Don’t Mess With Vampires Either

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Most people think the Piping Plover chicks are the most adorable thing you will see running around our beaches, but the scientists are actually pretty adorable too. And maybe even more rare.
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It’s one of the happiest, and most efficient, mornings of the summer. Right after Steph & Larry’s nest hatched, Jack and Dracula’s nest hatches too. A quick walk down the beach and Michelle & Dennis are ready to weigh, measure, and band the itty-bitty Pirate Vampires. As Michelle attaches a radio transmitter to the oldest, Vladislav, something catches her eye.
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It’s a little human doodle who is curious about the birds. Brian & Jess from Rutgers give him a quick peek at the younger two who are awaiting their banding, Viago & Deacon. I think they just made a beach bum for life. And one who will value the wild treasures it is hiding.
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Viago sits next to Ann’s Great White Shark’s Tooth. Probably the strangest and most epic size comparison of all time. Now little vampires, THAT’s the tooth you want if you enjoy sucking blood.

For those of you with decent math skills, that’s an astounding 5 Pairs of Piping Plover at Barnegat Light this year, with an unbelievable 17 babies hatched.

Tufters & Tacey. Mustache BYLL & Myrtle. Smalls & Mercedes. Jack & Drac. Steph & Larry.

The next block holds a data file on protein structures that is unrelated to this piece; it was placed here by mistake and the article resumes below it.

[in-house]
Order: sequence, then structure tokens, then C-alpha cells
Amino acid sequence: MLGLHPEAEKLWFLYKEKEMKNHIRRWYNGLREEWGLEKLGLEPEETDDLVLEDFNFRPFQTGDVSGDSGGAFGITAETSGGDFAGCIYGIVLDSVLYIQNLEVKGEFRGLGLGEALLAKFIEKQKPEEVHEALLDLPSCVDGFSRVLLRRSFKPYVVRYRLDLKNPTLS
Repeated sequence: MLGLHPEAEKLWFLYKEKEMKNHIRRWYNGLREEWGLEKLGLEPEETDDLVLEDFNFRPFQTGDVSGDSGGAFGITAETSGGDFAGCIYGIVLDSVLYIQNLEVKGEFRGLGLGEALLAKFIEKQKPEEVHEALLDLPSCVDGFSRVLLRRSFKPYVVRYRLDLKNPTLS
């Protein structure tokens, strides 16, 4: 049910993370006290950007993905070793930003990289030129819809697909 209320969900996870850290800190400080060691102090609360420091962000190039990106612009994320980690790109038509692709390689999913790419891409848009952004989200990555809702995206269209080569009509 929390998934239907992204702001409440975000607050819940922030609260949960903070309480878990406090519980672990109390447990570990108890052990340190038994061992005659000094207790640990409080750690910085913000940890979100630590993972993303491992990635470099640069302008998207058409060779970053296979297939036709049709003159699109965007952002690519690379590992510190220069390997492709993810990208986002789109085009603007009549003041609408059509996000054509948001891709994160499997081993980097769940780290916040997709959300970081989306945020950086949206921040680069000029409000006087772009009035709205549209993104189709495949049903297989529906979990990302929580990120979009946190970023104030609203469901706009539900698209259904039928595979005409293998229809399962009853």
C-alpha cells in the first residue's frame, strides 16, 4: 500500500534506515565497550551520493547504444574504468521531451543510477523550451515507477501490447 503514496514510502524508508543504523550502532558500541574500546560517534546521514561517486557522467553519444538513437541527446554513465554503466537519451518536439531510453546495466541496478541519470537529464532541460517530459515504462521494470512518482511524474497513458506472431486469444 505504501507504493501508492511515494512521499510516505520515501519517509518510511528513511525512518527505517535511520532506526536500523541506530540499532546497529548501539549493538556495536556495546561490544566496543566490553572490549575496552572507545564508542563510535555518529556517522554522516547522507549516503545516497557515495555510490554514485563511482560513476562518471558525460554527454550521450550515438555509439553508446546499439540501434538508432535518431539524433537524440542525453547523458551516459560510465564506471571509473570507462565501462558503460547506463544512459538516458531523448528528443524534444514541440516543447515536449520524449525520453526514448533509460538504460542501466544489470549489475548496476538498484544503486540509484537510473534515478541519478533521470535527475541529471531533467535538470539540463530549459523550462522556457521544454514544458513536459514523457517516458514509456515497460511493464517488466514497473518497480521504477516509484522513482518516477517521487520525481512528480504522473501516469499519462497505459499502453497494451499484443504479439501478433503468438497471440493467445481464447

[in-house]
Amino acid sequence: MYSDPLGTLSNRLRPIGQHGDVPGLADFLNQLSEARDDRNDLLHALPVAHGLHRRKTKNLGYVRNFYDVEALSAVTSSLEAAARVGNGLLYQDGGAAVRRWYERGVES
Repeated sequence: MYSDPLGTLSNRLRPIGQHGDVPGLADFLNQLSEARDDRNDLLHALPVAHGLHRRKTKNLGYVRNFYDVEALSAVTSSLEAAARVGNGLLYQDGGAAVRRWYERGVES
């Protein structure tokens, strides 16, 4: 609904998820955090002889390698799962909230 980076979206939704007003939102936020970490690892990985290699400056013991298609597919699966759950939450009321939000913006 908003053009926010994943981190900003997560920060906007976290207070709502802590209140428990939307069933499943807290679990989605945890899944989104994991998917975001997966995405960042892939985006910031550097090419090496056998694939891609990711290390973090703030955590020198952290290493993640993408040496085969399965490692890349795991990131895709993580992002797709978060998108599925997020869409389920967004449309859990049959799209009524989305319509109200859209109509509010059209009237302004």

Earl Grey, Jasmine, Hibiscus, and lil’ Oolong; Cinnamon Bun, Flapjack, and lil’ Cyclops; Wendy Peffercorn, Yeah Yeah, and The Beast; Small Wonder, Shore Magic, Barney Light, and Jean. And now, Vladislav, Viago, and Deacon.

This the Recovery, in your face. Readings From The Northside has been yammering on for years about the hard work that good people like Todd Pover, Emily Heiser, Christina “Kashi” Davis, Michelle Stantial, and Rebecca Linhart have been doing at Barnegat Light. These successes are really the result of all that work.

I confess that I was raised by the old timers with the classic beach bum’s lassazie faire, all-too-easy, “just leave the animals alone, nature will take care of itself” attitude. But in the course of getting to know our local animals, I had the astounding realization: we tried doing nothing already, and guess what? Everything died.

Restoring a little balance to the shore requires a little work, and some sacrifice, but these people have already done the heavy lifting for us. This is our chance. We’ve been given a tremendous gift that we didn’t really even ask for. Let’s not squander it!

Get involved. Even if it is only at the very simple of level of saying “Yes. Our beaches are a little more fun with our local animals thriving here; and yes, they are locals too and deserve a little respect.”

Even if we make a mess of this, one thing is for sure: Barnegat Light is crawling with babies. And it is awesome.